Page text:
Safe and Easy DIY Therapies

Three Complementary Therapies to Fill out Your Toolbox

Article by Deborah Powell, as published in SouthWest Horse Trader (October 2011)

Have you ever discovered your horse is stiff, sore, or even injured and not known how you can help? Even if you already have therapy tools, choosing a therapy device that works is often confusing. Luckily, there are a wide variety of therapy tools that are safe, affordable, and easy-to-use enabling you to help your horse from the comfort of your barn.

In Part 1 and 2, I touched on the importance of microcurrent and how to use tools such as thermal imaging cameras and the Best-Vet device to locate problems. Every therapy has its own specialties and no device can fix every problem, so it is beneficial to have a few options in your toolbox. Qi Gong massagers, light therapy, and iontophoresis are three user-friendly therapies that are great complements to microcurrent.

Qi Gong Infrasound Massager

The Qi Gong massager’s soothing sound waves provide fast pain relief ideal for joint pain and muscle-related issues. Keeping muscles supple and relieving soreness are two of the favorite uses for Qi Gong massagers. The Qi Gong is also particularly remarkable at treating chronic muscle soreness, hard swellings, hematomas, scar tissue, and shoe boils.

Qi Gong massagers deliver low-level frequencies to your horse, which are extremely safe and do not heat your horse’s tissue. The handheld piece, which is connected to the unit, can be held in close proximity to the area needing treatment or in direct contact with your horse. The Qi Gong uses infrasound (sound waves) therapy and low frequencies that heal your horse by traveling deep into the tissue and throughout its body.

Light Therapy

It is never fun discovering your horse has a wound, especially if it will take a while for the veterinarian to arrive. Light therapy is an easy and effective tool you can use to immediately help your horse. The soothing red and infrared light provides pain relief, stimulates healing, and prevents the formation of scar tissue. Most light therapy products are easy-to-use, cordless, handheld units, making them a great tool for your first therapy device.

Light therapy is great for issues such as sore muscles, laminitis, and scar tissue, as well as stimulating acupoints along the Chinese Meridians. Also, light therapy is an ideal tool if your horse is extremely sensitive, because it does not have to come in direct contact with the skin during treatments.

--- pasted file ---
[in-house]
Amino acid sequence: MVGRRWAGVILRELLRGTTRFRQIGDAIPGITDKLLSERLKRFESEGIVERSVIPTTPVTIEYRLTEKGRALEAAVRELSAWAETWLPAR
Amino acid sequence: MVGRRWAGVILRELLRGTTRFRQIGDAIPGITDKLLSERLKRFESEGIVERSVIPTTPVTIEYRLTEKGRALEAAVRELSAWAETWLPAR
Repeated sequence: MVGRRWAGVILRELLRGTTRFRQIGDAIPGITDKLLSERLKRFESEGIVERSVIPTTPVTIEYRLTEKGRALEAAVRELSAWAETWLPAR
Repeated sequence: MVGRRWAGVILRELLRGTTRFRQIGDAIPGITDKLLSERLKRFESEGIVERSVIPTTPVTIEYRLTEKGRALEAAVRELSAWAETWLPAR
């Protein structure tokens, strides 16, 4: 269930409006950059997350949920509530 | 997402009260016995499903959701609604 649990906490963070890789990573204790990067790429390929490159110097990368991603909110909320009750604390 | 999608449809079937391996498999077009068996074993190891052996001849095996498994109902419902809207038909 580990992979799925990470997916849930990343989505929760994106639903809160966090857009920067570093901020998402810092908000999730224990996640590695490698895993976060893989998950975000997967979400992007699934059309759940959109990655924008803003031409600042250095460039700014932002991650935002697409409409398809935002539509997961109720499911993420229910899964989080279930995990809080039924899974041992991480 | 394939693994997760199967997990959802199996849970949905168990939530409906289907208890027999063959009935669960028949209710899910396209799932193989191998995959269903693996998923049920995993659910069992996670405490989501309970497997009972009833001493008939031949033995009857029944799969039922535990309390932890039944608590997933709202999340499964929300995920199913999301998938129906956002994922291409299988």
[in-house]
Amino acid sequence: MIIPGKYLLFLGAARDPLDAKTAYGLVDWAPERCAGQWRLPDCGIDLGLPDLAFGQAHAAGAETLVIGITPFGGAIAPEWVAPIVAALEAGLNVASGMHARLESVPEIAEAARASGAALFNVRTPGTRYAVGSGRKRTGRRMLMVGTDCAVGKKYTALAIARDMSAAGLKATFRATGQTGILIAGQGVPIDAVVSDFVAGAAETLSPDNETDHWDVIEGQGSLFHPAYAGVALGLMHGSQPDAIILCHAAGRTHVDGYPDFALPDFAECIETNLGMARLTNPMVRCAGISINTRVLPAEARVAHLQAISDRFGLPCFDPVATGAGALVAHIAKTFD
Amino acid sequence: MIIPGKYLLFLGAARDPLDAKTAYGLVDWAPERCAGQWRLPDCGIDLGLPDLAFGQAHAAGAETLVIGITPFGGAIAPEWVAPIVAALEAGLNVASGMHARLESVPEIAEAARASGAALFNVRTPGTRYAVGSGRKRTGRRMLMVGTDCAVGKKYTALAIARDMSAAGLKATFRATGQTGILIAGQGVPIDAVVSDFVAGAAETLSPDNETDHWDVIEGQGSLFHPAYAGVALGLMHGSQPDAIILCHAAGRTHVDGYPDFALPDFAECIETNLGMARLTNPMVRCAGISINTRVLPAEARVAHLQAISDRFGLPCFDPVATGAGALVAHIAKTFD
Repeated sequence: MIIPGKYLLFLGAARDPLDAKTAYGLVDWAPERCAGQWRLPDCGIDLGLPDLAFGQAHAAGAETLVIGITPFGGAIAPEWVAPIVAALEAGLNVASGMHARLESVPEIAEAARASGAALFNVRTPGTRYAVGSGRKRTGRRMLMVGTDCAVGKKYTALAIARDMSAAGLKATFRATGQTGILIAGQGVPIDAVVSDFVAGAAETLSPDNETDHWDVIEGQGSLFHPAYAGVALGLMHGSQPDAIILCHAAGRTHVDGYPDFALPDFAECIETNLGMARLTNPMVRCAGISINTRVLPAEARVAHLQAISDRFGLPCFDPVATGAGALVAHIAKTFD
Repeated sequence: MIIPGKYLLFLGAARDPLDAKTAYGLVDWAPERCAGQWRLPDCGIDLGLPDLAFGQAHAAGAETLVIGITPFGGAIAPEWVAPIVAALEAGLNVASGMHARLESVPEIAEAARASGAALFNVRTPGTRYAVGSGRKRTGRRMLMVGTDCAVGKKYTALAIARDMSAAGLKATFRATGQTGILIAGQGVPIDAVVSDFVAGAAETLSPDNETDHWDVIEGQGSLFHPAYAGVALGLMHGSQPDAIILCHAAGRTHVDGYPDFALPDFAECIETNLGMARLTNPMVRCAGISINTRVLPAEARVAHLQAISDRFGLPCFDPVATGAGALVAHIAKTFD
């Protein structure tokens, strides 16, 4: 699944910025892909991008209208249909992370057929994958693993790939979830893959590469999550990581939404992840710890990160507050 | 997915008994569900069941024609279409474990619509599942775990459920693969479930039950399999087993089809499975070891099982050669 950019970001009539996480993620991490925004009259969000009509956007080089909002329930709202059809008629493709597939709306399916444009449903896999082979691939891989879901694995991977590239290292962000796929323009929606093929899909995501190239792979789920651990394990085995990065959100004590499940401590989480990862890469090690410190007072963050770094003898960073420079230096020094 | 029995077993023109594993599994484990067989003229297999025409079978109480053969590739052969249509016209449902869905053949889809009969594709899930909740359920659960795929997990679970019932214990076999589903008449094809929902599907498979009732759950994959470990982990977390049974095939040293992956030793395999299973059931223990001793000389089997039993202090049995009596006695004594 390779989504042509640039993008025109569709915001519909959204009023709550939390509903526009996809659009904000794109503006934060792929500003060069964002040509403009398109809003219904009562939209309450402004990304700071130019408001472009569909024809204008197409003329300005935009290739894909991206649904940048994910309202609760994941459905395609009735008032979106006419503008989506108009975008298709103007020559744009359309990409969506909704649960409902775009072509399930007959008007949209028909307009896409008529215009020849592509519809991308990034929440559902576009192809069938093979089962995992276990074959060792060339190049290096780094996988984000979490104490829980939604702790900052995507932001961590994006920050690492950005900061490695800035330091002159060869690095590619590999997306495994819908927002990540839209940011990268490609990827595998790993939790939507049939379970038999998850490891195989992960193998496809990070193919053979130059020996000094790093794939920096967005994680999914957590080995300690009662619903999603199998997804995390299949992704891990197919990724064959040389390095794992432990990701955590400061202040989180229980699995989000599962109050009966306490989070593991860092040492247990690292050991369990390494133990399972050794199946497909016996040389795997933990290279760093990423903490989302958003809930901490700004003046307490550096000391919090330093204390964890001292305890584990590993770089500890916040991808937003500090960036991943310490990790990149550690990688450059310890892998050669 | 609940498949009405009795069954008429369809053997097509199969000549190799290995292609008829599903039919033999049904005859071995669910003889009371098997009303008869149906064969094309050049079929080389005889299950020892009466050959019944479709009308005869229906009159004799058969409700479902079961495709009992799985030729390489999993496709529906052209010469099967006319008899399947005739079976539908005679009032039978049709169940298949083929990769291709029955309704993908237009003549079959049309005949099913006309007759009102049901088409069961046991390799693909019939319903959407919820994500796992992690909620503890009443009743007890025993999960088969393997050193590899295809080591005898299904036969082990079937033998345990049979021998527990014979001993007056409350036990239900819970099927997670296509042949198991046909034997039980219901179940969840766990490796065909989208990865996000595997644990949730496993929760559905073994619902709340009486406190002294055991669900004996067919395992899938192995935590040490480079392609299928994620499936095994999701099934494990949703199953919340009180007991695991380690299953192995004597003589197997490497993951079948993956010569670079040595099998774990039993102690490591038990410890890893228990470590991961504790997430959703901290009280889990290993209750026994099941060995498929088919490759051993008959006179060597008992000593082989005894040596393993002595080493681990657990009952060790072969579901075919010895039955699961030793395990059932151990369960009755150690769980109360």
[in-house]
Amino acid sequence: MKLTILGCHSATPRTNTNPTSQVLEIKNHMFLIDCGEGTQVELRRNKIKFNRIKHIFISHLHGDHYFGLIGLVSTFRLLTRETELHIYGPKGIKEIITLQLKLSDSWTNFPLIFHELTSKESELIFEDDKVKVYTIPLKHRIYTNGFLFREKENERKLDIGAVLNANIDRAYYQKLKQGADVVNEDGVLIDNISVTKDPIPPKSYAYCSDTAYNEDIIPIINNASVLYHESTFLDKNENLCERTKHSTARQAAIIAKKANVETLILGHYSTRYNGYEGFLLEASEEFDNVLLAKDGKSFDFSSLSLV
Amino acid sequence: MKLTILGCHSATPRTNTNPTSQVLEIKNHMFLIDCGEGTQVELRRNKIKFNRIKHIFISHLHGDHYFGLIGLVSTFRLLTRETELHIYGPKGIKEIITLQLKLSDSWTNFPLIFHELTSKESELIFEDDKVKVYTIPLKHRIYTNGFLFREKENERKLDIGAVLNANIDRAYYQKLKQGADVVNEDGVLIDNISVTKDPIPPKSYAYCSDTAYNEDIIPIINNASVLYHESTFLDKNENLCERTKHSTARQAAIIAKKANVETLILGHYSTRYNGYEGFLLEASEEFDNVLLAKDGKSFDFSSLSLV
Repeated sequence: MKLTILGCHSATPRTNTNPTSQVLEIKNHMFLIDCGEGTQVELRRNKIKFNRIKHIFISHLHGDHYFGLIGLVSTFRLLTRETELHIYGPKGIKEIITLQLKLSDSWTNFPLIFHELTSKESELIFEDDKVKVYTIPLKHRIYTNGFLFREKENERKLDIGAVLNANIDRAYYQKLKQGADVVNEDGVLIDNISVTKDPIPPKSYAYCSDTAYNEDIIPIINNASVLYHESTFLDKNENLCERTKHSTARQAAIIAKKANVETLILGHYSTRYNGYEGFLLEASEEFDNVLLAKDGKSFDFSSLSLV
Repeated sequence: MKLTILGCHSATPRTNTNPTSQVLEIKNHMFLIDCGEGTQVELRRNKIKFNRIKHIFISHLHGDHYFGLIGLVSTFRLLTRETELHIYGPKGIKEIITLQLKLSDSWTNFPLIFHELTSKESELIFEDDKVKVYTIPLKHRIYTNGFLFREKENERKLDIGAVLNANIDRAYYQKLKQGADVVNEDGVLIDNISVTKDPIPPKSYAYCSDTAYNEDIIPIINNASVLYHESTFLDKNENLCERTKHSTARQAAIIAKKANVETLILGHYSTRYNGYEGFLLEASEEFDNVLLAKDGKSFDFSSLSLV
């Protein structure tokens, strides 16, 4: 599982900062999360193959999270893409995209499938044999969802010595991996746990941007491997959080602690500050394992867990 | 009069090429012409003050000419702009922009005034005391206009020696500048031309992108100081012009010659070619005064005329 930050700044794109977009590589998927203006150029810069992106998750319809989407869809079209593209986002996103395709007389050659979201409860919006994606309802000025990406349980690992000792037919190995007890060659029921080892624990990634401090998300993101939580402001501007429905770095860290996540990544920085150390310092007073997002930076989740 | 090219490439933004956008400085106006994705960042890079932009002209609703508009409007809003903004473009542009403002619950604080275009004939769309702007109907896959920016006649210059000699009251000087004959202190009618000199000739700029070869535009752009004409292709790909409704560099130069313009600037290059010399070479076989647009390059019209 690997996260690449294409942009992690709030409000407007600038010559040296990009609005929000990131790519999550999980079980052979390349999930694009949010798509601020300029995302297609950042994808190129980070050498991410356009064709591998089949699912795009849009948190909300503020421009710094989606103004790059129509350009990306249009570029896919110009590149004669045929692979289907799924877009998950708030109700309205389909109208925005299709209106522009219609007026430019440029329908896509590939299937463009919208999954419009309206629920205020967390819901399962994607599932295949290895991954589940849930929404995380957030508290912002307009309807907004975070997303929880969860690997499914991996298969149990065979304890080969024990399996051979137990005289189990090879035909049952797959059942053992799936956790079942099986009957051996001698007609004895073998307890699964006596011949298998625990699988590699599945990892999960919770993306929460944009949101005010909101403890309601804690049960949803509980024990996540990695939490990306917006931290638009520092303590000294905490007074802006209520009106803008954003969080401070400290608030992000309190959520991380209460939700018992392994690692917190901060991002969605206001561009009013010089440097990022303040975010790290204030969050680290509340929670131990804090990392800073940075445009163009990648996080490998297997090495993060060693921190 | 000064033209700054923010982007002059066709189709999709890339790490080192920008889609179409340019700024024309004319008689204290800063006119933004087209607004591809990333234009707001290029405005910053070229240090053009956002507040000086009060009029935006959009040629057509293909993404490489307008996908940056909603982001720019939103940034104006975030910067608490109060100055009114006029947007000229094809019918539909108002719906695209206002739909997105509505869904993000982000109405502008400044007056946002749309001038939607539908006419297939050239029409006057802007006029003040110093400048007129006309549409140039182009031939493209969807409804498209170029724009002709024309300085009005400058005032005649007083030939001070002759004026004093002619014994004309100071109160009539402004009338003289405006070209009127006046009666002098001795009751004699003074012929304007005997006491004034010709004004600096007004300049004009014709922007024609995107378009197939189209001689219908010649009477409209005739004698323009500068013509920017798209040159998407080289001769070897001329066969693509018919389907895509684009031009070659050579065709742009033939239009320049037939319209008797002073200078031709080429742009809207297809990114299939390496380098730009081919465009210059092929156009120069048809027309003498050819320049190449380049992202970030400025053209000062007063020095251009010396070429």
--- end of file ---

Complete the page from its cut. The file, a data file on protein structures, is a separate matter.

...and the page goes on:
There are many light devices on the market, and a high-quality unit with added frequencies usually produces better results than devices with only light.

Qi Gong infrasound massagers can provide pain relief for saddle soreness.

Microcurrent Recap: It is a highly beneficial therapy using low-level electrical stimulation.

Horses enjoy light therapy’s soothing treatments.

Speed Healing: Light therapy typically reduces healing time by 50% on wounds.

Iontophoresis with a phoresor unit, which can treat two sites at one time and uses low milliamperes to high microamperes.


Iontophoresis is a fancy term for using a small amount of low-level electrical current (microcurrent) to transfer medications through the skin. If your horse has a ligament injury, joint pains, or a condition involving calcification, iontophoresis is a safe tool to increase your horse’s comfort and help resolve the problem.

The combination of current and medication has proven highly effective as an alternative to joint injections, especially for maintaining hocks and ankles. Iontophoresis is a non-invasive process so it is safe for you to do in your own barn. However, only certain medications can be used, so it cannot replace all types of injections.

For horses with conditions such as ringbone, iontophoresis has been found to arrest calcification, reduce external appearance, and increase the horse’s comfort. Some horses that were completely lame from ringbone have actually returned to full soundness through the regular use of iontophoresis. Iontophoresis is also an excellent method to support slow-healing ligament and tendon injuries.

If you’re familiar with using microcurrent therapy, then it is an easy transition to treating your horse with iontophoresis because the procedure is quite similar. The basic process involves adding veterinarian-provided medication to special pads, then applying the pads to the horse where it needs treatment. The source of current can come from self-powered patches or units designed for iontophoresis.

Knowledge of microcurrent and these complementary therapies can fill out your toolbox so that you are prepared for any problem you might encounter.

To read the first installment of this three-part series published in SouthWest Horse Trader, Click Here and for the second article, Click Here.

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Check out the Products page to find the right option to add to your therapy toolbox